GBTA Reports Emerging Markets Drive Global Business Travel
By James Shillinglaw
July 23, 2012 10:56 PM
The GBTA Foundation, the research and education arm of the Global Business Travel Association (GBTA), released its fourth annual comprehensive report analyzing the current state of global business travel spend and growth projections for the next five years. The GBTA BTI Outlook-Annual Global Report and Forecast, Prospects for Global Business Travel 2012-2016, sponsored by Visa Inc., found that business travel spending growth in developed economies is slowing compared to previous forecasts, but emerging markets continue to grow rapidly.
In 2011, emerging markets such as Brazil, Russia, India and China all experienced growth rates over 15 percent in business travel spending, more than making up for the substantially slower growth rates of the U.S. and Western Europe. The outlook for 2012 is for global business travel spending to grow at 4.6 percent to $1.07 trillion, followed by significant growth in 2013, advancing another 8.1 percent. China, in particular, will surpass the U.S. in total business travel spending by 2014 -- a year earlier than previously forecast. This is due to slower U.S. spending growth and continued robust spending in China.
"These are complicated economic times," said Michael McCormick, GBTA executive director and COO. "Our projections last year suggested that the economic recovery was affecting certain types of countries and markets very differently than others, and the data we have this year reinforce those trends. The continued growth in emerging markets should continue to generate significant expansion in business travel, as more people will need to meet face-to-face to make deals benefiting their companies. Conditions are more uncertain in the developed markets, in part due to the ongoing European debt crisis. Until that crisis is resolved, business travel is unlikely to grow at its pre-recession rate."
In the more developed regions of the world, such as the United States and Western Europe, important drivers of domestic and international outbound business travel have slowed. Corporate profit growth and business equipment spending have both slowed markedly since last fall. Along with them, business confidence has dropped back from levels achieved earlier this year. This has ushered in a more cautious stance on hiring, equipment purchases and business travel. Companies are still dispatching their road warriors, but are doing so at a more cautious pace.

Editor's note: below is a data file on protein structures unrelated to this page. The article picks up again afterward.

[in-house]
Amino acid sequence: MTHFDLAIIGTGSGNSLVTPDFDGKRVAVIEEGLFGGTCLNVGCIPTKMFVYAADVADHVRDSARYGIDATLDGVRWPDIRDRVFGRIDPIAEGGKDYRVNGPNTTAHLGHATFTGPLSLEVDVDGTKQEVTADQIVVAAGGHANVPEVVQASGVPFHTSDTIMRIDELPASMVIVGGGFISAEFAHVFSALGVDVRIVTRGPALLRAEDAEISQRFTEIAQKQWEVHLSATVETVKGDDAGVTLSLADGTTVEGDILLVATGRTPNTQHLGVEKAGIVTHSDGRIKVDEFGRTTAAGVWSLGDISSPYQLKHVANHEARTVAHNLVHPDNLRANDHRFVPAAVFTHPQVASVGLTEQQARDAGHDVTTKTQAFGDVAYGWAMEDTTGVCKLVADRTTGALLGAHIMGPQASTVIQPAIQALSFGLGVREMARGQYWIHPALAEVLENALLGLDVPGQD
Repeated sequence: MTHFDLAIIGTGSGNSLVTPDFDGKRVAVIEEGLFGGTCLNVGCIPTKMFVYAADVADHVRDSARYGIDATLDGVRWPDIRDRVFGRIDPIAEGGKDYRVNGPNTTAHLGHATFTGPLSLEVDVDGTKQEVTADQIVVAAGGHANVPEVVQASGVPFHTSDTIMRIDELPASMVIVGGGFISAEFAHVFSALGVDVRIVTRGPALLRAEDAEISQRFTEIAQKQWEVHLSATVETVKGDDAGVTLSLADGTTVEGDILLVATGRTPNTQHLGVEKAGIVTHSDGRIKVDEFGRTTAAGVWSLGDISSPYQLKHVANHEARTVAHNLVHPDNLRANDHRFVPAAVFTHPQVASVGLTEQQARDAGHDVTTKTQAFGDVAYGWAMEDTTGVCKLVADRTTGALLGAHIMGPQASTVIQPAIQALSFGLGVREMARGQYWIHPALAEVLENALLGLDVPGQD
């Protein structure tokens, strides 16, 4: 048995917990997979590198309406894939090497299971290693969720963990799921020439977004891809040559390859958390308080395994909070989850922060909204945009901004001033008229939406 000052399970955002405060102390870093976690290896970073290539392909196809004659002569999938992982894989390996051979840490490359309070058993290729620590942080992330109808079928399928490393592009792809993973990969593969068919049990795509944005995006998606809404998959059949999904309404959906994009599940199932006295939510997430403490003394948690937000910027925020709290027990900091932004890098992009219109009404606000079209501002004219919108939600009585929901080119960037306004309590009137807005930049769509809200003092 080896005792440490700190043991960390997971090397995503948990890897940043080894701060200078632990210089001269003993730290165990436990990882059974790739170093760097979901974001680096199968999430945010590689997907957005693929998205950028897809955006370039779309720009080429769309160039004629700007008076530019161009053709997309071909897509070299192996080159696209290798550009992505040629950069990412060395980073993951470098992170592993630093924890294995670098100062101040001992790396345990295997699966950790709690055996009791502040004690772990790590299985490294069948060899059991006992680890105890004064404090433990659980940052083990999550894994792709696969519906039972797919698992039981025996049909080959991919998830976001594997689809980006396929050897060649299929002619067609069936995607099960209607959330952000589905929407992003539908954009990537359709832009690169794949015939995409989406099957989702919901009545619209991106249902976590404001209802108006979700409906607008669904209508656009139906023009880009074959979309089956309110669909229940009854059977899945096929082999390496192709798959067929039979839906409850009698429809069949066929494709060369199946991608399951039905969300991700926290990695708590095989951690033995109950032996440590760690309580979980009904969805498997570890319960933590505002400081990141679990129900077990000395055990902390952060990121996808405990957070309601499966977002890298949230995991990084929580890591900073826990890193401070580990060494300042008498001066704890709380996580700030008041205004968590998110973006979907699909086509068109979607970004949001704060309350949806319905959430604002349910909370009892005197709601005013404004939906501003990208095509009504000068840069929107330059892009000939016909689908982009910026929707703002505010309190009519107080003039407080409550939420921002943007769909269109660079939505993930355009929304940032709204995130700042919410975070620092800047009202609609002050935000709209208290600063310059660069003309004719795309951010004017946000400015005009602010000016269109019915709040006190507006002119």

Inertia will play a major role in the rise and fall in business travel markets over the next few years. It is becoming increasingly clear that short-run economic growth will be sluggish in the developed world. Countries like the U.S., Germany, the U.K. and Japan are all expected to see sub-3 percent growth in the near-term. In such a scenario, spending growth on business travel in the developed world will also be sluggish.
Since the turn of the millennium, spending on global business travel has grown at an annual rate of 4.5 percent to a 2011 level of $1.02 trillion. Average annual growth has swung wildly -- from a decrease of 11.4 percent in 2001 as the 9/11 attacks compounded the downward pressure from the early-2000s recession -- to 15.9 percent in 2007, the peak of a global expansion. Corporate spending on business travel hit the brakes in 2009, falling 7.5 percent as a result of the Great Recession.
In 2012 the business travel market continues to be dominated by a few major players – over two-thirds of global spending stems from the U.S., China and Western Europe. Spending on business travel is projected to hit $1.07 trillion this year, 4.6 percent growth over 2011. GBTA expects spending to advance another 8.1 percent in 2013 as the economy works through its current doldrums. By 2016, GBTA projects total spending on business travel will hit $1.4 trillion, representing a compound annual growth of 7.7 percent. However, the downside risks to the outlook for global business travel are abnormally high, hinging on the direction and severity of the crisis in the Euro-zone.